What are you looking for? She asked.
You, I said.
I did. The tongue had a purpose. It could move, click the palette of my mouth and make sound. I couldn’t hear of course, but I knew I was speaking. It seemed alien, but not entirely unknown.
Why me? She asked. I didn’t know her. Why her then?
I don’t know, I said. But having met you, I know. I was looking for you. She placed a hand on my cheek. Her eyebrows arched. She was expecting something. What?
I wanted to say something too. What?
She leaned back. Her eyes were closed. I leaned back myself. The room began to dissolve. The waiter fell away. There was the table, of course. There was she, sitting on the other side, her knee grazing against mine. Then the sensation fell away as well.
She dissipated into a yellow blur, spreading out against the blackness of the smoke which seeped in through the corner of my eyes. I turned my head up. The bulbs were huge circular incongruous blobs of illumination, not flickering any more. I knew what I wanted to say.
I looked for her. Her head was over mine. How? She stood over me. I turned. She was beside me as well. I looked ahead, she was looking back at me. I knew I was dreaming.
Or maybe I was dead already.
She was dressed in black. I reached for her but she floated away, further and further. The fabric of her dress grew longer, darker, dropping in huge folds around her, ensconcing her into the myth that I struggled to cleave her from. Suddenly things began to gather a sense of urgency.
I know what I want to ask you, I said.
She turned, still floating away, still smiling, as if she could answer it -as if she could answer anything that I or anyone in 2046, in the whole wide world, could ask her.
There was something stuck in my throat. I coughed. A tiny lizard dropped out. It was tailless. I put a finger in my mouth and drew out the tail.
Listen, I yelled out. Listen! Hey! She wasn’t there.
It was dark. She had taken the light with her. I couldn’t smell her there. That was it. I was dead already. Listen, I called out again.
I felt a hand on my knee. Someone was shaking it.
There were the lights above my head. I straightened up. She was leaning forward in her chair.Hey, she said. What did you want to ask?
Are you the meaning? I asked her. She looked into my eyes. Her eyes were narrowed. Her lips were pursed. I thought I could hear her, though my ears were still sealed.
She reached out and rubbed my ear. I felt the intense fiery sensation. She seemed aflame. Or was that the swell of my own desire? I wondered, as something rose in me with a searing intensity.
The sound of her blood coursing through her fingers in my ears -the intimacy of the moment jerked me out the stupor. I caught her wrist. It disappeared the very same moment and I realized I had caught nothing.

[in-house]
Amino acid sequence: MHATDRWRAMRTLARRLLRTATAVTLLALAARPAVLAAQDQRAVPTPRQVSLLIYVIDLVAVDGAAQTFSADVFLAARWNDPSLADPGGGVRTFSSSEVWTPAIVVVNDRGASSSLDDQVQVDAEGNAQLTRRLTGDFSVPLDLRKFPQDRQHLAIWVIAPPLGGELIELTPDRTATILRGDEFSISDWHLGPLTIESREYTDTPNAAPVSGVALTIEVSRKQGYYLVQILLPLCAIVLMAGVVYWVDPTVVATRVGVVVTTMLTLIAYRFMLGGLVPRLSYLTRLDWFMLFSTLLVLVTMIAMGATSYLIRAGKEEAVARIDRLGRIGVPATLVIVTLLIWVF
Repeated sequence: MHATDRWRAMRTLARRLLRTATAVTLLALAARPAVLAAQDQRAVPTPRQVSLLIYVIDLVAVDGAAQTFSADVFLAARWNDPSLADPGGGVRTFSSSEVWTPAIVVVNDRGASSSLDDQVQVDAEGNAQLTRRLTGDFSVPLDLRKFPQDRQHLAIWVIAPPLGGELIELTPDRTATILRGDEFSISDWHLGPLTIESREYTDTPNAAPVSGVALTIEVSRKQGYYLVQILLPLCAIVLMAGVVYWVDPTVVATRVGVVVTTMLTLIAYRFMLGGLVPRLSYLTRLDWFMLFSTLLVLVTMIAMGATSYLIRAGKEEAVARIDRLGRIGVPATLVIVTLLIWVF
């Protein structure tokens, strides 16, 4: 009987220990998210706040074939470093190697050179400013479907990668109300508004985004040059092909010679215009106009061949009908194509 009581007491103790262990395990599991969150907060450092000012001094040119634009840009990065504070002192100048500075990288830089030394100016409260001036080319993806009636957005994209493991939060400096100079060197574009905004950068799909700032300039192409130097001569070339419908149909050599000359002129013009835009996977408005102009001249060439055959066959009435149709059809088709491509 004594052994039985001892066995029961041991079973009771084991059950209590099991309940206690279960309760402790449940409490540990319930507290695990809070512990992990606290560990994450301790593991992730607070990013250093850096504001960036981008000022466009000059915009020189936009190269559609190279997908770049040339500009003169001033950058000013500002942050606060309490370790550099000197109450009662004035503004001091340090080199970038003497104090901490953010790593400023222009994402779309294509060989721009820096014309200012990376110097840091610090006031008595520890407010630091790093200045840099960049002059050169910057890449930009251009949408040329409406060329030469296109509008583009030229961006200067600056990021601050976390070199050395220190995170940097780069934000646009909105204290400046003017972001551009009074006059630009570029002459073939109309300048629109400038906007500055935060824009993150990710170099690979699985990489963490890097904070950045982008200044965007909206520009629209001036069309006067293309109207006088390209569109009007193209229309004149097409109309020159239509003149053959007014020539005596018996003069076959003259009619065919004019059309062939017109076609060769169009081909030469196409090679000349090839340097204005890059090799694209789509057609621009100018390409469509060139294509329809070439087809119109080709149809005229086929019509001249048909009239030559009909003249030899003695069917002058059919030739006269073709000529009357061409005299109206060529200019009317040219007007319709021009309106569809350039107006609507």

She was sitting back in her chair, looking at me with amusement.
Are you the meaning? I asked her.
No, she said. I heard her. Distinctly.
She was the voice. I knew it now. I suddenly realized, she was staring at me.
She placed a hand on my neck and pulled me close. Her lips engulfed mine. The fire that I had felt before, found a channel and gushed forth -making its way inside me. I realized I was sucking her in with an insatiable thirst. The more I had of her, I more I lusted for.
She was losing her form. So was I. I stole a glance once. She was flimsy already. I didn’t want to break the illusion. I shut my eyes and ran off inside my mind, where I was still embracing her with the undying ferocity of an unrequited love.
She held back for a moment, then she gave way. Her tongue latched itself to mine, and I tasted her, the texture of her tongue, her lips, the hot moisture of her breath. She had a hand on my ribs, and my arm was around her waist, pulling her closer.
I was acutely aware we were breaching the boundaries, one by one, when suddenly, I broke away from my skin, as did she, without the comfort of a warning.
We met halfway, fluid and restless, like the waves at a shore, frothing in the ecstasy of a union. And we merged. We were on the floor already, but we were in the air too. The world turned around us. I expanded and enveloped her. She crouched down, letting me. My thin, stretched out, undulating form swallowed her completely. Suddenly I felt whole. Suddenly I felt her inside me.
I opened my eyes. I was alone.
I was on the ground. The table had fallen over. The chairs were displaced. The waiter stood watching over me. She wasn’t there any more, not in the physical form.
I was dejected. She wasn’t what I wanted. I was looking for something else. I was looking for the meaning.
Her lips stretch into a smile inside me.
No one has the meaning, she said. Don’t you know anything?
The meaning is for the watcher, the reader, the listener and the masses to make. The child and the adult, the amateur and the expert, the orthodox and the liberal, the modern and the traditional -they have the meaning. The capitalists, the industrialists, the bankers and the senators -they own the meaning. All you have is the voice.
I raised a finger.
Scotch, I said. The waiter turned and left with his tray.
I noticed he had ears.